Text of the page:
Can SMEs survive natural disasters? Eva Marie Arts and Crafts versus Typhoon Yolanda. International Journal of Disaster risk Reduction,

Ronald U. Mendoza, Ateneo School of Government, Ateneo de Manila University
Ailyn Lau
Maryjo Therese Y. Castillejos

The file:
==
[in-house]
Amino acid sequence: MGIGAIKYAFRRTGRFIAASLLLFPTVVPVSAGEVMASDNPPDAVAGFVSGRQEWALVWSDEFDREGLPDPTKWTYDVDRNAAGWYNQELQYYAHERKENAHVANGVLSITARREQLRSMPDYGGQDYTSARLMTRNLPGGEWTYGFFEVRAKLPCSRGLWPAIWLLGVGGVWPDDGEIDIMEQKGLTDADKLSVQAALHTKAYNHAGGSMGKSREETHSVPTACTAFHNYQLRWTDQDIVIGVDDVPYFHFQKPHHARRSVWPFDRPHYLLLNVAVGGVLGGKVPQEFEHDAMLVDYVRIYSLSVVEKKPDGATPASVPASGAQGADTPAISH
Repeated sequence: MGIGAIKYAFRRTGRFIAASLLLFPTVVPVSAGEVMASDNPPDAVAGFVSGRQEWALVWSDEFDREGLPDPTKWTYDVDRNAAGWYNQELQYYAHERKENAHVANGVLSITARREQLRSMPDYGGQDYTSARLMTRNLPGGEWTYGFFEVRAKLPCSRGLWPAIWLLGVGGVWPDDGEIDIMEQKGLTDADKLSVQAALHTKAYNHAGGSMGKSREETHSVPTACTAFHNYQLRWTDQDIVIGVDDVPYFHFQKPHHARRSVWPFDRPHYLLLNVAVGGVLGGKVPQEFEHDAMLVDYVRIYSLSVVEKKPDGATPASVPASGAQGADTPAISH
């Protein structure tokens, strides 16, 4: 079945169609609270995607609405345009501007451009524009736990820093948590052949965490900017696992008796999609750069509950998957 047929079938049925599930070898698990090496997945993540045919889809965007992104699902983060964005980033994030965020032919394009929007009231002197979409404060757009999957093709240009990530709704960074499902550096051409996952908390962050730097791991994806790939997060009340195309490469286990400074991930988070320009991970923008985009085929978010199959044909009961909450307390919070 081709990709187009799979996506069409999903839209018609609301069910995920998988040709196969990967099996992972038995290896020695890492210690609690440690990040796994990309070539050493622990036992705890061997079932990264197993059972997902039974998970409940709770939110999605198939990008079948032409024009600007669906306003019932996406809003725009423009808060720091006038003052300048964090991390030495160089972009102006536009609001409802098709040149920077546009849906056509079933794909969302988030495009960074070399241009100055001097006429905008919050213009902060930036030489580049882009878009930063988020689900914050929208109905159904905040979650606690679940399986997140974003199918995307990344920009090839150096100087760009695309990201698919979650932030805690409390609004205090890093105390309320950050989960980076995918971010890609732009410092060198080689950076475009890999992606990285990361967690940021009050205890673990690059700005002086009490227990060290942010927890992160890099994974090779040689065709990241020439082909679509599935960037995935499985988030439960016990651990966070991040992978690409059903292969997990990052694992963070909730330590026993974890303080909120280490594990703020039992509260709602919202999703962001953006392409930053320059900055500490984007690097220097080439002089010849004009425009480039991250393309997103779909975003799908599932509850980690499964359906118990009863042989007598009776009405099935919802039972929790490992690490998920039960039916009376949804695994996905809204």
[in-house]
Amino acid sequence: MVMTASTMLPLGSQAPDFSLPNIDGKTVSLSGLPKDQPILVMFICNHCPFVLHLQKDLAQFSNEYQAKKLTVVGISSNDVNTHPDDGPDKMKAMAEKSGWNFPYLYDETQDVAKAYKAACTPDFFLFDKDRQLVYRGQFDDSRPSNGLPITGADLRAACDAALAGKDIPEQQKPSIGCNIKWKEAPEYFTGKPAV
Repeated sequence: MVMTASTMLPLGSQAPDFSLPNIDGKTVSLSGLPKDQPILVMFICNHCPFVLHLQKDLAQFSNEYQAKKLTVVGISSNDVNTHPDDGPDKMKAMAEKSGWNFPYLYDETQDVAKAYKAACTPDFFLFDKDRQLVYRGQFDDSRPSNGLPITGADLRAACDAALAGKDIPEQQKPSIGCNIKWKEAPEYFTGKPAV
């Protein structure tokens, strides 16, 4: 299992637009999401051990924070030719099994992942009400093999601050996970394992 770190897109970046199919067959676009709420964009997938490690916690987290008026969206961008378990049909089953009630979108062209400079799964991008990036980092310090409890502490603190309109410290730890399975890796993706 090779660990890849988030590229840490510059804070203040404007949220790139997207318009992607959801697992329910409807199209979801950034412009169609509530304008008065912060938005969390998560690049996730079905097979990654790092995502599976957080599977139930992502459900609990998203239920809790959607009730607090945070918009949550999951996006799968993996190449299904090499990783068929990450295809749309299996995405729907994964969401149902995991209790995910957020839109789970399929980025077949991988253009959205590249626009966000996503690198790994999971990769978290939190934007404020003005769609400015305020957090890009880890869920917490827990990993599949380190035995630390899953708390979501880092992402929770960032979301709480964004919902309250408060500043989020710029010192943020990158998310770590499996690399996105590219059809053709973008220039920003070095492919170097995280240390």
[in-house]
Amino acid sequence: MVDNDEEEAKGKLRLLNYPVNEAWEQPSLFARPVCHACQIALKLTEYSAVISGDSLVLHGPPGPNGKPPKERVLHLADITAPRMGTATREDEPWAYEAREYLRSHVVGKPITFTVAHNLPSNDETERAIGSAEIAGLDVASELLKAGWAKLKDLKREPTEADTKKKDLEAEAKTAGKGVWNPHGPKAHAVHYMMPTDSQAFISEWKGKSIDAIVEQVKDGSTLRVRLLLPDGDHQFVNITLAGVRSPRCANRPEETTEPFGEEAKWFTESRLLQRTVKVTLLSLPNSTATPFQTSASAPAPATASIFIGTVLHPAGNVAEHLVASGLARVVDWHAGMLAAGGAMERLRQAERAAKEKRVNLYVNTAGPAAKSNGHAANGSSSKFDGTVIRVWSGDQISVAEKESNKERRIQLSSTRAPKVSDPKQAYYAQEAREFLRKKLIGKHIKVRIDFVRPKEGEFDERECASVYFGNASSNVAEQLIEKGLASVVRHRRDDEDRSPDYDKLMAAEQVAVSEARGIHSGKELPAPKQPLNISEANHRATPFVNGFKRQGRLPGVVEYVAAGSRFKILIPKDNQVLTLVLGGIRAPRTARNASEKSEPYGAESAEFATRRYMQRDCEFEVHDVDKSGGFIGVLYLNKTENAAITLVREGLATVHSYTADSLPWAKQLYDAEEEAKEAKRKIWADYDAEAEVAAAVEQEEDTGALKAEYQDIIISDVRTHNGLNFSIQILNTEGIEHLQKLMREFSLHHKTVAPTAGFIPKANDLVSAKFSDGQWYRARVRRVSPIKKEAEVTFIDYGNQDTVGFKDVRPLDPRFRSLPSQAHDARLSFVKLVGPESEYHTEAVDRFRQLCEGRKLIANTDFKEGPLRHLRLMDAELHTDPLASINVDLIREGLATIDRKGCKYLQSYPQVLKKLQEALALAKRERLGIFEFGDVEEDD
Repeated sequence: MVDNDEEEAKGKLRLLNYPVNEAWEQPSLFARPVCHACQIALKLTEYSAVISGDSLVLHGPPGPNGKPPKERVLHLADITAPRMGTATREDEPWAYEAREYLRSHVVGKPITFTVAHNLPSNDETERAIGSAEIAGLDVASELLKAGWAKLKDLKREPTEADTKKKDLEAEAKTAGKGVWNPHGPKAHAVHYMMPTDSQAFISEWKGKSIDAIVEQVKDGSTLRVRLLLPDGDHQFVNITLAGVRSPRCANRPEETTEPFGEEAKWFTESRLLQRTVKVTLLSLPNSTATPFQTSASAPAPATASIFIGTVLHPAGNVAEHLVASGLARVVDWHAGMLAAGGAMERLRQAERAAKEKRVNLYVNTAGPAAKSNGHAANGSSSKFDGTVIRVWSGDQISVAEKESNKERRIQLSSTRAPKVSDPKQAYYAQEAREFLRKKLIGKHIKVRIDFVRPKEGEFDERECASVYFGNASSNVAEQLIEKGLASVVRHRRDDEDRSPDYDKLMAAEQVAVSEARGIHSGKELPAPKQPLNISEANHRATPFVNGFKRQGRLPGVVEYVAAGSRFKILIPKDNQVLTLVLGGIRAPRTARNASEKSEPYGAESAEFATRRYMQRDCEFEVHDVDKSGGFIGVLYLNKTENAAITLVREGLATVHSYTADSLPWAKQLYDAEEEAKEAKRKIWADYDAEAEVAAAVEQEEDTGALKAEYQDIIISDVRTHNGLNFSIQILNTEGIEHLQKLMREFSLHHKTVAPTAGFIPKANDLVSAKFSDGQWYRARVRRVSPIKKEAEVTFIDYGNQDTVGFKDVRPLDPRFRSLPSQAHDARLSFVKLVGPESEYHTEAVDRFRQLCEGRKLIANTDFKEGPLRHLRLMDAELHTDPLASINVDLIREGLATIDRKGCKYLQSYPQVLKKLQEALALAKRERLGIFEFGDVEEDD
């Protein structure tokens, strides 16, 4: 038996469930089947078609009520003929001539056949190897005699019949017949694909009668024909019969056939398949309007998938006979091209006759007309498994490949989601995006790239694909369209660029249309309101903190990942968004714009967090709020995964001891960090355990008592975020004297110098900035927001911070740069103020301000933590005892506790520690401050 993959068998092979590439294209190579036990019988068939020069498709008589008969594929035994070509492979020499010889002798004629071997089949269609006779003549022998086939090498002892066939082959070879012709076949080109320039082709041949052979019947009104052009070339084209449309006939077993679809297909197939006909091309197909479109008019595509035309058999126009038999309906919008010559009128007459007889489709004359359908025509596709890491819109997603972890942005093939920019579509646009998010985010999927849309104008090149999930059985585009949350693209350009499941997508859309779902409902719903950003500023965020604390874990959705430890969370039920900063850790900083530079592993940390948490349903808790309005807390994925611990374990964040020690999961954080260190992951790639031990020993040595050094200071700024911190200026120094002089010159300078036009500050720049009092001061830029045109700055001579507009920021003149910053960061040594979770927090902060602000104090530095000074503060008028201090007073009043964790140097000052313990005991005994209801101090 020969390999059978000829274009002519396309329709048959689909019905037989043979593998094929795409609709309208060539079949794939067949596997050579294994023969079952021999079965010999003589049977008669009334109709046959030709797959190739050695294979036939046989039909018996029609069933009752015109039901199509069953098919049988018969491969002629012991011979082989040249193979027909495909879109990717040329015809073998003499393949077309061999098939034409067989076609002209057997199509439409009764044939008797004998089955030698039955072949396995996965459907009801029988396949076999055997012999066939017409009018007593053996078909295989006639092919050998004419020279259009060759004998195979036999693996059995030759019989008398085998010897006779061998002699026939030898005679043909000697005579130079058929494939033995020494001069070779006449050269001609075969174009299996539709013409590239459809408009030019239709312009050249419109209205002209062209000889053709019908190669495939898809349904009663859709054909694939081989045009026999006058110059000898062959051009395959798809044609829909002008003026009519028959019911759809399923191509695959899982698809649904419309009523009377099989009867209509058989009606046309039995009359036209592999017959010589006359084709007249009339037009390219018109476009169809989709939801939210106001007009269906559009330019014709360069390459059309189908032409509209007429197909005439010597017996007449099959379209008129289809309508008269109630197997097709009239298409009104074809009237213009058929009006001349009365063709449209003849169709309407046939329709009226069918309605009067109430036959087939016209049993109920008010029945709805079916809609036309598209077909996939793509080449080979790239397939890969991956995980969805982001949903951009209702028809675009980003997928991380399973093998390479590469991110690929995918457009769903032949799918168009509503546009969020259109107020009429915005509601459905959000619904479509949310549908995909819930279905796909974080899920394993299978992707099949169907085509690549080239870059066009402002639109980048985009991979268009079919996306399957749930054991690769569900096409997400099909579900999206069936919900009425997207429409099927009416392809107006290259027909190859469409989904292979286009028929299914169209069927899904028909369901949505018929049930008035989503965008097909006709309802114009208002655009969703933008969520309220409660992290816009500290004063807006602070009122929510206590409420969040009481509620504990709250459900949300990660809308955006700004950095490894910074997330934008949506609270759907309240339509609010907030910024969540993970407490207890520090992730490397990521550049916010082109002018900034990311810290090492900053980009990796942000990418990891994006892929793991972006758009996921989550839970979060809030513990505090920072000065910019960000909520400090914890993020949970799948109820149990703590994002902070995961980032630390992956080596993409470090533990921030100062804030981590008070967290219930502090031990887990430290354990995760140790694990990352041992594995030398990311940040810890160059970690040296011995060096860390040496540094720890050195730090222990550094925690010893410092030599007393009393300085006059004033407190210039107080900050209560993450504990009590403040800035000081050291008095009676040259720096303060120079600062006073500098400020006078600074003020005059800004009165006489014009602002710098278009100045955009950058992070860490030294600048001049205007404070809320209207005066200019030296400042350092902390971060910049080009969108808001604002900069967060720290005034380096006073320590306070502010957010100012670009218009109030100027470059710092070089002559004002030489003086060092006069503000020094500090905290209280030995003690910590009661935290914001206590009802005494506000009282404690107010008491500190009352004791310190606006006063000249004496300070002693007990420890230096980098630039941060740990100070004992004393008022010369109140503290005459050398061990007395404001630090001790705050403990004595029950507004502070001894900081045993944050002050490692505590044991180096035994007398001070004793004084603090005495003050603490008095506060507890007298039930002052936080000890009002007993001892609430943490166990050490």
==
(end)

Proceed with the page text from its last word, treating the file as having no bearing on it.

Promoting more resilient firms and production chains could be the key to much more resilient communities who remain in shock prone areas. Otherwise, shock-upon-shock will produce an immiserizing effect, notably among the smallest and most vulnerable firms. The experience of small and medium scale enterprises and their corresponding value chains affected by Typhoon Yolanda (also known as Typhoon Haiyan) offers important insights here. Public sector and donor support for disaster- and crisis-hit communities is critical; but it is only when firms get back up that the community is able to recover fully. Crises even offer opportunities for expansion and innovation for those firms that are most resilient and are able to boost their competitiveness after crises. Nevertheless, not all firms are able to seize opportunities during crises. These types of shocks have the potential to further increase the productivity divide between relatively smaller and larger firms. All these factors appear cogent in the case of Eva Marie Arts and Crafts, as it recovered from Typhoon Yolanda. Using data gathered through key informant interviews and focus group discussions with the relevant persons in the production chain of the firm, this case study reveals how the coherence across emergency aid and resilience building policy interventions is critical. It also highlights the necessity of knowing the language and circumstance of the locals, the human spirit of resilience, and the importance of supplying to businesses similar aid offered to individuals and households.